Mark Krikorian, whose Center for Immigration Studies supports restricting the number of immigrants here, says Cotton has been a rarity among Republicans in that he consistently raised issues surrounding legal immigration in addition to the more oft-discussed debate over illegal immigration.
“He’s relatively young, he’s a rock star among lots of conservatives, combat veteran, the whole thing,” Krikorian said. “And so for him to be the one to carry the standard of immigration reduction really does give it legitimacy.”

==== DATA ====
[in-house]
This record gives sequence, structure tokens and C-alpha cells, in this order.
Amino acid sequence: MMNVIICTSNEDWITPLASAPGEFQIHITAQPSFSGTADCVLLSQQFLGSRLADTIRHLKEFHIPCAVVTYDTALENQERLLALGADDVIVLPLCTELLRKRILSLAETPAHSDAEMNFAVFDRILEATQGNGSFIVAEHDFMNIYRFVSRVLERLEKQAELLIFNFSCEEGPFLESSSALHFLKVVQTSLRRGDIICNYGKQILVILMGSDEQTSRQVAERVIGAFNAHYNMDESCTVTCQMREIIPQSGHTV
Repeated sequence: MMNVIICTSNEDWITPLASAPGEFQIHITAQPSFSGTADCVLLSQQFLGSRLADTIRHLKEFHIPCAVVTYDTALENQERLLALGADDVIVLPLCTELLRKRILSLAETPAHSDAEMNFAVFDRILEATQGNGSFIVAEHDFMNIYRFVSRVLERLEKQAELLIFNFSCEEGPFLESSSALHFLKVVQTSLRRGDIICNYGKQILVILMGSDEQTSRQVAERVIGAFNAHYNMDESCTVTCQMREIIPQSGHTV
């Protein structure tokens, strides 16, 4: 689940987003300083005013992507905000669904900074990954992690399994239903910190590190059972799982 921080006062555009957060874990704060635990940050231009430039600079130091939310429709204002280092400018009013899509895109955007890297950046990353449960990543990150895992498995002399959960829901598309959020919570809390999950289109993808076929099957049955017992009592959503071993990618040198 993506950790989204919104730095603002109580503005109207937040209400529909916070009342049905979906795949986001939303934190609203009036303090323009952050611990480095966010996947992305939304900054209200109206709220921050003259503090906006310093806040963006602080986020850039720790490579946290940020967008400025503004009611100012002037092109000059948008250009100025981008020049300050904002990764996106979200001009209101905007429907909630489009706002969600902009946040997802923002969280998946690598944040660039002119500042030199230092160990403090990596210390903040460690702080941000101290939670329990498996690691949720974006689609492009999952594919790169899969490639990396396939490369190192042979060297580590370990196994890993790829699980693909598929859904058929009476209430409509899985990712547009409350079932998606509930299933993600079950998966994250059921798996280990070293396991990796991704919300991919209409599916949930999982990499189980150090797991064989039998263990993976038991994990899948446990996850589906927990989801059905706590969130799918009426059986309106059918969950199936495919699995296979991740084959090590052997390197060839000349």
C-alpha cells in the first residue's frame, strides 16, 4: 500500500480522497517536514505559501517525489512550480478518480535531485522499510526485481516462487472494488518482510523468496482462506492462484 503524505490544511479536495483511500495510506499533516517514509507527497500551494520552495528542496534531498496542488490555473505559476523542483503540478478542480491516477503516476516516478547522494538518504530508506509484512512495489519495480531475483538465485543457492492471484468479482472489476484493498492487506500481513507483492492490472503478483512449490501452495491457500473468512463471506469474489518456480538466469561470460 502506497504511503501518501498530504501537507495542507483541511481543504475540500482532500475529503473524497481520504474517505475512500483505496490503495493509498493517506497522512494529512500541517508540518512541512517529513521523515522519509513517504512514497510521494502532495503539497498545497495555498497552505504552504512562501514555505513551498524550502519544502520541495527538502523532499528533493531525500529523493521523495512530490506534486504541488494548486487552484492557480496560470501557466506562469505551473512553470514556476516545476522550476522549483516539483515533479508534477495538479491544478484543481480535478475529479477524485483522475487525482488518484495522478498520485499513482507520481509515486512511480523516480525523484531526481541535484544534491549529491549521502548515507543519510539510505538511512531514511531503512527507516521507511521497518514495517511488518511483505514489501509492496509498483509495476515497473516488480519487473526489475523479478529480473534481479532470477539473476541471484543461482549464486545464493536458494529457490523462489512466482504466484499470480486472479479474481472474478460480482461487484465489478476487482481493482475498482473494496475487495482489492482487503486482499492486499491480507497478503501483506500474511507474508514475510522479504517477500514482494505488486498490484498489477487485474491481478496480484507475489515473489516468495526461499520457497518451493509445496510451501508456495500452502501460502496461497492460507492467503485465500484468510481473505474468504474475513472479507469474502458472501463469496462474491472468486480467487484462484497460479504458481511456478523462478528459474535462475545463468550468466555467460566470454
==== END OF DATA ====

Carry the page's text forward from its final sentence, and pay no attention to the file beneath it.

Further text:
Previously, the anti-immigration forces on the right have claimed that they are only really concerned about illegal immigration and the national security issues raised by having a border that can be as easily exploited as the one between the United States and Mexico. They claim that they want to secure the border in no small part to protect Americans from people with nefarious or criminal intentions from getting into the United States undetected. There’s always been something somewhat suspect about these arguments, of course, given the fact that our northern border with Canada is just wide open, and much longer and harder for border patrol on either side of the border to police, but has never really been the focus of the kind of concern that these forces express for the border with Mexico. Additionally, there’s been little focus by these groups on the fact that one of the largest sources of illegal immigrants in the country comes from people who arrive here legally but end up overstaying their visas, or staying in the country even though they’ve violated the terms of that visa such as someone here on a student visa who stops pursuing an education and then just blends into the community. Instead, the focus remains on the alleged menace of people who have crossed into the United States from Mexico, the vast majority of whom are gainfully employed as unskilled or even skilled workers in the construction trade, at restaurants, and in other fields.